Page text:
I may be over simplifying things.
It is my belief that global demand is low.
Meaning low consumption since around after the Great Financial Crisis.
Basically, people aren't buying things like they used to.
Meaning companies don't need to produce as much. Less jobs are necessary.
So this in turn results in shipping not being what they used to be as well.
Cos when people don't buy stuff, products don't need to be moved around.
But before the GFC, companies were expecting high consumption so they built lots of ships.
This results in a load of ships now, with nothing to carry.
This depresses the prices of shipping fees. With less things to carry, less jobs are necessary.
With less things to carry, demand for oil also drops. So oil prices are cheaper.
This puts some oil companies out of business. Cos some oil companies were expecting oil to be at USD100 or so when they started operations. So again, loss of jobs.
Now the OPEC seems to have come to a conclusion to limit supply of oil to try to push the prices of oil up again. This could result in a few things.
Potentially, oil companies and affiliates do well, employ more people, increase jobs and more people buy stuff.
This would be likely for oil and related companies.
What else could happen is that with increased oil prices, shipping companies now have a higher cost of running. Which in turn increases prices for consumers.
This could also potentially result in an even lower consumption rate, making the downward spiral even worse.
Furthermore, with the expected increase in interest rates, companies will be experiencing increasing costs in the next few years. This includes high leverage industries like oil and gas, shipping and construction. So basically, back to square one.
So once again, what are we looking at, increase oil prices are good for oil and gas industry.
Bad for shipping industry. Bad for construction.
Increased borrowing rates are bad for all industries. But somehow people think that when interest rates increase, it typically means that borrowers have good ideas on what to use the money for.
Look, if global demand doesn't increase, no matter what you build or produce, not enough people are going to be able to buy it.
Donald Trump is expected to just spend money to build infrastructure and create more jobs so that people are able to spend and boost demand. It's a good idea if he is able to execute it properly.
If demand increases, then all these problems go away. But how does demand increase?
Well, with jobs and more money to people who consume.
But wait, wages and jobs hasn't been really increasing. Why is this so?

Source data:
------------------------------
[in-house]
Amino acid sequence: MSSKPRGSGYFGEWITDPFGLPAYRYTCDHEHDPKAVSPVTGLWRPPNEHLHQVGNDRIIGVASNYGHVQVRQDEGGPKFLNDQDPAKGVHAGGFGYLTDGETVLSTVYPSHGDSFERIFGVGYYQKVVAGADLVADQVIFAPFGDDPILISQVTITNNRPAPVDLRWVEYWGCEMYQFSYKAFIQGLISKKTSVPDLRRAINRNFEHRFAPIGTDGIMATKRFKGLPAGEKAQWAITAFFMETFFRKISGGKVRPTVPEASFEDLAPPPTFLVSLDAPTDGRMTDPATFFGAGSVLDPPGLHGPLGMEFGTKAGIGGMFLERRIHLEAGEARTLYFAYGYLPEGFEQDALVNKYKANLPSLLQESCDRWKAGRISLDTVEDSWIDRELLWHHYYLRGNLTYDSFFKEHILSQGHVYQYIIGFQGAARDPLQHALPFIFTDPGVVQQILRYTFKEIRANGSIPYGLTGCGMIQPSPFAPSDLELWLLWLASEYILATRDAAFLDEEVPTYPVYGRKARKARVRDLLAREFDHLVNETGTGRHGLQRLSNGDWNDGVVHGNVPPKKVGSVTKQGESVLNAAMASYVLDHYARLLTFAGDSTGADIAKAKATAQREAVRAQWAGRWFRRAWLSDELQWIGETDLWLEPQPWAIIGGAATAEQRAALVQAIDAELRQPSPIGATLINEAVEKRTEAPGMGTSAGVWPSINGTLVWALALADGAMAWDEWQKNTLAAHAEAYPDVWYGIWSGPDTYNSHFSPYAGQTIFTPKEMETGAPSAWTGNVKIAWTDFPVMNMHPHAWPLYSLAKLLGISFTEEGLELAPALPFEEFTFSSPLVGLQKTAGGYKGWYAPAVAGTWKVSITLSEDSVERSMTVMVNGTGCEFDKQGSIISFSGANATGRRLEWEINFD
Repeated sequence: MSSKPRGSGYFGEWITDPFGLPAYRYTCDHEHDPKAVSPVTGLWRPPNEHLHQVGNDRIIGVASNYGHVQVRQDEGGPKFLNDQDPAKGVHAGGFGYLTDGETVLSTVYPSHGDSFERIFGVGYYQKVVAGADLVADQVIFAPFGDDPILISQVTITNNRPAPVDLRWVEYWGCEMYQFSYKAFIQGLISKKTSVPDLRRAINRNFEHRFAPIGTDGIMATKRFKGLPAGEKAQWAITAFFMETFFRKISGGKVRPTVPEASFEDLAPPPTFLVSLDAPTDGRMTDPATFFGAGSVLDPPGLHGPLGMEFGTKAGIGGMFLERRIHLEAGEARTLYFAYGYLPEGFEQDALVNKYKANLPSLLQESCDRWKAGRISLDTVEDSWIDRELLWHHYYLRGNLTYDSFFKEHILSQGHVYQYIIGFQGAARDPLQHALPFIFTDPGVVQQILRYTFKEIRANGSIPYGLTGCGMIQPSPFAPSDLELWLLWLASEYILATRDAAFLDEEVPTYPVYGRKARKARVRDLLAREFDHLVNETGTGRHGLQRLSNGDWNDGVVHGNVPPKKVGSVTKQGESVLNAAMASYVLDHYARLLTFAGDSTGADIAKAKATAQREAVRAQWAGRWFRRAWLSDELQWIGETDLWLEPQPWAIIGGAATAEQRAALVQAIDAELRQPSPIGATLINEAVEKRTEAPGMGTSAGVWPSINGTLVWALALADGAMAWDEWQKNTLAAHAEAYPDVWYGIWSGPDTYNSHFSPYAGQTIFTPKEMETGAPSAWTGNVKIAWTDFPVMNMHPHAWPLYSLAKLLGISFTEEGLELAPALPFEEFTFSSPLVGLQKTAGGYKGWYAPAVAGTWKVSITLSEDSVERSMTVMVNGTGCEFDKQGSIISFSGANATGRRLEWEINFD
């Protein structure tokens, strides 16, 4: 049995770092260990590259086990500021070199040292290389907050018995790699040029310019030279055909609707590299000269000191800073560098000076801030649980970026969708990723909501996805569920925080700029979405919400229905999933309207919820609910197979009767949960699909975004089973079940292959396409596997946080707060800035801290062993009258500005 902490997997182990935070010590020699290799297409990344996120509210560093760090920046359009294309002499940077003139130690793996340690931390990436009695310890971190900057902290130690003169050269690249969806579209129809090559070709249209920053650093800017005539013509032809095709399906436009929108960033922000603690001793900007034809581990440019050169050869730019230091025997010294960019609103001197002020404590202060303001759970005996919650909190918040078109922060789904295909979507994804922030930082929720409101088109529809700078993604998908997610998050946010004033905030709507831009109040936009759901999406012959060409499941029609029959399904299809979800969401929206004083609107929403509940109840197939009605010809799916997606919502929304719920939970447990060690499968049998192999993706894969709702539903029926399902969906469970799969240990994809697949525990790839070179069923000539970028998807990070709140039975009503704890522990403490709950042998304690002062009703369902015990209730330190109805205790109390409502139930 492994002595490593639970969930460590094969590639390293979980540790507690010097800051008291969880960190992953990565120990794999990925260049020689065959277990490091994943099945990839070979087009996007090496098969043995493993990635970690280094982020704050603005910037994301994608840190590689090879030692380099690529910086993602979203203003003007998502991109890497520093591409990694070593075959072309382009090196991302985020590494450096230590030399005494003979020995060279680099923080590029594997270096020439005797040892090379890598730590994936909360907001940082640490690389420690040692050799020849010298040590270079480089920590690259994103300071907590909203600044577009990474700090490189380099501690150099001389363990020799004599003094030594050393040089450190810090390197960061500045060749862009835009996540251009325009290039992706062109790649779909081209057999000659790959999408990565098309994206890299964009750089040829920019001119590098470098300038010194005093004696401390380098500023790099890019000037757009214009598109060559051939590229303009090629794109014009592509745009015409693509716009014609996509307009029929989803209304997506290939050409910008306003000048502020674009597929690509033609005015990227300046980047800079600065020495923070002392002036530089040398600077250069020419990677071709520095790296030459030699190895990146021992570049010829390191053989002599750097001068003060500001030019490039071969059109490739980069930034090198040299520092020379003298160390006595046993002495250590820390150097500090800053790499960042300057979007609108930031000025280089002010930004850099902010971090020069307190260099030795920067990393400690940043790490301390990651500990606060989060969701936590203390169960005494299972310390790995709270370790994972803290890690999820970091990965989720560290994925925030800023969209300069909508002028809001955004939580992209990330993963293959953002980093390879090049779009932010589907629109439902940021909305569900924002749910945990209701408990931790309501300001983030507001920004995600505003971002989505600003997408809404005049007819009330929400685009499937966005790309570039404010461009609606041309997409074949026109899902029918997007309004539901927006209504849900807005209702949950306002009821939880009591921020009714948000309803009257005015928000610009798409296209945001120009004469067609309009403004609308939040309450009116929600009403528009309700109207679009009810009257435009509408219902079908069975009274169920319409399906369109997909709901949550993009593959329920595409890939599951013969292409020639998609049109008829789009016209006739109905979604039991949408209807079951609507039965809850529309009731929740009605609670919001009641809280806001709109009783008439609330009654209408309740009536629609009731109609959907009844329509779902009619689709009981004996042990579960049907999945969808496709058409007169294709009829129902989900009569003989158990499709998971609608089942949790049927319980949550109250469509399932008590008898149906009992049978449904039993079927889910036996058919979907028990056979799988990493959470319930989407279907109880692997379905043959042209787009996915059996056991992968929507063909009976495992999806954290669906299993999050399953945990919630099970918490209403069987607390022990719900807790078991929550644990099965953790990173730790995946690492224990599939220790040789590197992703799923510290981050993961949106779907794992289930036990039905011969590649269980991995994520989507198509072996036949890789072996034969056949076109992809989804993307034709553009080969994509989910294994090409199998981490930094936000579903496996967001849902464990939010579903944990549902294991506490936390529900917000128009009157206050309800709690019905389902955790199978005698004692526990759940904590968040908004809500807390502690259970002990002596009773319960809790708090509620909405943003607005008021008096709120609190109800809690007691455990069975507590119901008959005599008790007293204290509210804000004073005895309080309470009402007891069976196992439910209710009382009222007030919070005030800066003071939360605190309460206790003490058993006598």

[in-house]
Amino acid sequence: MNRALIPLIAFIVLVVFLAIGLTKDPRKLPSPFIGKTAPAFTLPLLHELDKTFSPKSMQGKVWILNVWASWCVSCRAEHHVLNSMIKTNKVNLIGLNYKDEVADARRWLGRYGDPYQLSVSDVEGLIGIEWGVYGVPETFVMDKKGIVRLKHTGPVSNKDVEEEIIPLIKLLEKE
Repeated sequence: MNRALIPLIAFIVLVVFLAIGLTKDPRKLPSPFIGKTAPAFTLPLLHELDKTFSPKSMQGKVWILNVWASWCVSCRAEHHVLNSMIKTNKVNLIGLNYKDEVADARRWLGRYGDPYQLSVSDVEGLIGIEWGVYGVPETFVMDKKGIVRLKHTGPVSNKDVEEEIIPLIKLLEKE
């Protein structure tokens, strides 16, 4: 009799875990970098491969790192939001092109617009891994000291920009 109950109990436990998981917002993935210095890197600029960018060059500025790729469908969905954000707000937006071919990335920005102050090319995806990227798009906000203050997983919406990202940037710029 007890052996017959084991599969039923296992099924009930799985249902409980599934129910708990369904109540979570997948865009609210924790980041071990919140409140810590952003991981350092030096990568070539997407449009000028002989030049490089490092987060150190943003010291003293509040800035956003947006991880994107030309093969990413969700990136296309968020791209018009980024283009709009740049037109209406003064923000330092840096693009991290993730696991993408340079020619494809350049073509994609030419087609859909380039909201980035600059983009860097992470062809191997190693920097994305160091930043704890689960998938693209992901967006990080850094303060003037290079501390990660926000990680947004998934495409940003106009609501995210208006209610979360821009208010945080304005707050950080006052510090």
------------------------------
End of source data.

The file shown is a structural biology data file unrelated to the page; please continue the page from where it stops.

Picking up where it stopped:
There are a few explainations.
Automation is removing jobs. Outsourcing is also removing jobs.
Where other countries are able to do the same job for cheaper. Like China, Mexico, Thailand, etc.
This depresses the wages of the middle income in developed countries.
The US is feeling it and even in Singapore, we are feeling it.
When countries import cheaper labour or outsource labour, this results in cheaper products for consumers. BUT it also loses jobs for the country.
Put a simple example.
iPhones become cheaper in US but people lose their jobs in US so they don't buy as much iPhones as they used to.
China produces cheaper iPhones, but since the people are paid less, they can't afford the iPhones.
So who's buying? Well, that's where the decreased demand comes from amoungst other things.
It's really a cyclical problem going round and round.
The solution, in my opinion, is properly allocation of resources. If necessary, better tax structures to reallocate funds around the world.
Usually, developing countries have a very large supply of cheap labour. China has 1.7 billion people.
They could supply labour to almost the whole world.
Think about it.
There are too many products.
Too many people.
Too little jobs.
Not enough money goes into the hands of people who are the consumers.
Who buys the products?
And with robotics and artificial intelligence coming in the next 30 years or less.
Things aren't expected to get better.
Simply put. Are consumers having enough money to spend to keep the economy going?
So do I think things are going to get better in the next year or so?
Nah. Not in Singapore.
In US, maybe, IF Trump is able to keep jobs in the US and increase wages of the average American.
But I think if wages increase, companies would put more investment into artificial intelligence and robotics, which would once again result in loss of consumption.
I doubt there is a way out of this.
Which leads me to UBI...